Updated: Dec 5, 2021
WELCOME TO THE DIRTY FLIRTY.
These are my top 40 prospects in The Cardinals organization, aside from the players that I’ve already covered in The Dirty Annexes. This little ditty here is the preface to all of the post in our Dirty series. So, if you’ve read this once then you don’t need to read it again!
A warning to those looking for Lars Nootbaar, Scott Hurst, Junior Fernandez, Johan Oviedo, Jake Woodford, Edmundo Sosa, and anyone aside from Angel Rondon that has already made a major league debut: That’s not really my bailiwick, as I’m sure you’ve heard enough about those guys from more qualified outlets already. Most of those guys have exhausted their prospect status, anyway.
A reminder that this is an exercise in futility, ranking prospects. It’s a landscape that is ever-changing and developing. We are almost always talking about kids that are just starting to understand both themselves and their bodies, while learning the most difficult and nuanced sport in the land. You never know when someone is going to start doing 200 pushups per day on their way to postseason glory.
I ask for your thoughts and feedback. I ask that you have fun. I ask that you remember that I’m a moron. Most importantly, I ask that you take all of the prospect rankings from every outlet in the spirit of what they are: a snapshot of that moment, with a bent towards understanding what might come.
#23: RHP Jack Ralston
24 Years Old
Drafted in the 7th Round of the 2019 draft
If I could ask the Cardinals organization to do one thing it would be that they commit to Jack Ralston as a starter. If that was his committed role then I’d more comfortable with him being where I currently have him on the list. Alas, it seems like the Cardinals view him best as a reliever with the chance to rise quickly through the ranks. Because of this, I'm probably being too aggressive with him on the list. It's also why I've purposefully put him behind Jake Walsh and Freddy Pacheco on The Dirty.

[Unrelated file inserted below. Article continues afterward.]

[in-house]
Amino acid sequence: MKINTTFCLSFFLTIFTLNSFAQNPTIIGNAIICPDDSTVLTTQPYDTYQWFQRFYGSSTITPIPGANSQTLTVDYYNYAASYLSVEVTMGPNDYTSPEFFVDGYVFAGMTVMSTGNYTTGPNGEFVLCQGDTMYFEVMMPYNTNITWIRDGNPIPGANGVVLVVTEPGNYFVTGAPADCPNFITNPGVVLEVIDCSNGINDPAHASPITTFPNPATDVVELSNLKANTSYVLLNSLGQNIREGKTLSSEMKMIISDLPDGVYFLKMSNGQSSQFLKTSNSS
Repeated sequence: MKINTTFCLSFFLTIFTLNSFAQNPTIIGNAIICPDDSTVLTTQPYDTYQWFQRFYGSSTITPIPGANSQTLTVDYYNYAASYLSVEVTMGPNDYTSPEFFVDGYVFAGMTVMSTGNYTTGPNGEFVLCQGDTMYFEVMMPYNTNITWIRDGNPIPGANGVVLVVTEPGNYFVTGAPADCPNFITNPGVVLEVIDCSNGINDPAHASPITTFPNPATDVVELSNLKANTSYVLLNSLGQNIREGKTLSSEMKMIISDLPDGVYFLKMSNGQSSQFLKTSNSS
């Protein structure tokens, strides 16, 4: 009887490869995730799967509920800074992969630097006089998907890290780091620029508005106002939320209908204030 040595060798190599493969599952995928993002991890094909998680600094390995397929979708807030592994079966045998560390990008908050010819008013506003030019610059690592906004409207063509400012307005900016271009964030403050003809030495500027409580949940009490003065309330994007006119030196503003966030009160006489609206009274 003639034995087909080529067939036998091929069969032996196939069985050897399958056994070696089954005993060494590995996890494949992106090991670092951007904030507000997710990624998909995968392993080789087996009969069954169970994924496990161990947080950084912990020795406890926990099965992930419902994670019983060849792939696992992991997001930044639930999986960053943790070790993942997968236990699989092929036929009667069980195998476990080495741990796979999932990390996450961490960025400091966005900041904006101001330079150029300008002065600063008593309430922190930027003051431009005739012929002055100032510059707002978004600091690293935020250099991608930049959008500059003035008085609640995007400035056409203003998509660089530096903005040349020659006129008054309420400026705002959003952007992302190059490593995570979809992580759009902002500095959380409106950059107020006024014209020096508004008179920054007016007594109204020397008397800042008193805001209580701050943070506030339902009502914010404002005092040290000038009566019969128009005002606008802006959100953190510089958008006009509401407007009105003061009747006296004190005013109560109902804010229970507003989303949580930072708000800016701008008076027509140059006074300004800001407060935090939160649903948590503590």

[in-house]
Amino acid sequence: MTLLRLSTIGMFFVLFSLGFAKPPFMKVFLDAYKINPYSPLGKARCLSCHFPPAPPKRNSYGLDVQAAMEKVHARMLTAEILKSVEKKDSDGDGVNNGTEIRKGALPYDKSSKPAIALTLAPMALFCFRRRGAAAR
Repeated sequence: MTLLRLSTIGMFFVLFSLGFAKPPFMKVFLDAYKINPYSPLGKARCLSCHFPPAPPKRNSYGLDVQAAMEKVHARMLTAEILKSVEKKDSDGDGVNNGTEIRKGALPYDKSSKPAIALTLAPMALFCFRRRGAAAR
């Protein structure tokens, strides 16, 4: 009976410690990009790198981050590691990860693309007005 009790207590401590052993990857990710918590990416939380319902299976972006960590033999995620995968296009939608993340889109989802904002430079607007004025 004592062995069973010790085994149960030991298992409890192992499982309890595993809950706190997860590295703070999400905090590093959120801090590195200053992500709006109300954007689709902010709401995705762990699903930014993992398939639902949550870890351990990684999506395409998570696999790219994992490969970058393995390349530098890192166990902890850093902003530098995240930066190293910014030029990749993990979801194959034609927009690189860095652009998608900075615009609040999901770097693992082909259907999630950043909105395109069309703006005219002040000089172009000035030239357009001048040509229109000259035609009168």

There are few pitching prospects in the organization with the ability to get strikeouts like Ralston does. Look at that beautiful 36.6% strikeout rate on the season. Part of this is because of an orthodox delivery and arm angle that we’ll get to more in-depth in just a couple of seconds.
The other part is that he throws a plus-spinning curveball that gets swings and misses from hitters from either side of the plate. It's hateful against lefties and it's spiteful against righties, in a bullying sense. Because of that arm speed, angle, and delivery, it's so tough to pickup and square up. It's a real beaut, Clark.
While his fastball isn't a high-90’s heater, and he throws it with less velocity when he starts (to the tune of living around 90-92-ish), it’s a viable and lively fastball that plays well beyond how Ralston uses it. Ralston can get more velocity on it out of relief, and I have seen him top out at around 95-ish while starting.